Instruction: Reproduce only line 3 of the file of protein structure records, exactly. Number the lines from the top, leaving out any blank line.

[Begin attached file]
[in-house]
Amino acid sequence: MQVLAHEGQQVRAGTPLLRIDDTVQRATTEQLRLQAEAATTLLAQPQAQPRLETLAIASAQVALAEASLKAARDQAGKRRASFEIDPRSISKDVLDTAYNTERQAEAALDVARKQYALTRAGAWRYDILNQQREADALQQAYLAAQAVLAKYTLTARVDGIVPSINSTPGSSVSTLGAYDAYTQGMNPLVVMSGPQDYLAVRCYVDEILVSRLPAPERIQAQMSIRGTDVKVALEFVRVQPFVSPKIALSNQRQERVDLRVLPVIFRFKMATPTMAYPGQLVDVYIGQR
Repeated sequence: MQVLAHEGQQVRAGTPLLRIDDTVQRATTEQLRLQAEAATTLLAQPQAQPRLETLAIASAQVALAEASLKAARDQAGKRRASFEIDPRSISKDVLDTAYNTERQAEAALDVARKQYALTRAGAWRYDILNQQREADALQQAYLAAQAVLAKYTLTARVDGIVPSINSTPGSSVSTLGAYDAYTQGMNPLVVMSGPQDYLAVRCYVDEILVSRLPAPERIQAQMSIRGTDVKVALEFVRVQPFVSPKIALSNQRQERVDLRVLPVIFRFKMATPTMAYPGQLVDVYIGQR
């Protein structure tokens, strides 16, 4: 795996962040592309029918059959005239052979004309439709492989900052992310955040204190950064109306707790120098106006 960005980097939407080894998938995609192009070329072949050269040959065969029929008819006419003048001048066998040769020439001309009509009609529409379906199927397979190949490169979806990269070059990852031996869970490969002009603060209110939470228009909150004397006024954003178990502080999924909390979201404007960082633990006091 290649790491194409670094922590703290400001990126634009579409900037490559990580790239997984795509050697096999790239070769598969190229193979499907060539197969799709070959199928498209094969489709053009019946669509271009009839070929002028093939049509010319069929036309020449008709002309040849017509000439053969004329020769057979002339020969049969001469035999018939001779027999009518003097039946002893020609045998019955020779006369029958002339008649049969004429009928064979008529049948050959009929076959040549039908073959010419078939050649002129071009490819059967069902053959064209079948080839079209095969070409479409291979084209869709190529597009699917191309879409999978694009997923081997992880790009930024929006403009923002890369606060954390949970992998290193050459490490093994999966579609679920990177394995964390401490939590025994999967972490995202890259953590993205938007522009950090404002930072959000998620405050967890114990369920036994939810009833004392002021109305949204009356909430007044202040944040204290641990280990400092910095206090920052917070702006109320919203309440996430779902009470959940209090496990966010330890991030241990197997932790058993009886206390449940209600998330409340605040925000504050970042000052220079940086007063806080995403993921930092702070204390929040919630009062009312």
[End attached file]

Repeated sequence: MQVLAHEGQQVRAGTPLLRIDDTVQRATTEQLRLQAEAATTLLAQPQAQPRLETLAIASAQVALAEASLKAARDQAGKRRASFEIDPRSISKDVLDTAYNTERQAEAALDVARKQYALTRAGAWRYDILNQQREADALQQAYLAAQAVLAKYTLTARVDGIVPSINSTPGSSVSTLGAYDAYTQGMNPLVVMSGPQDYLAVRCYVDEILVSRLPAPERIQAQMSIRGTDVKVALEFVRVQPFVSPKIALSNQRQERVDLRVLPVIFRFKMATPTMAYPGQLVDVYIGQR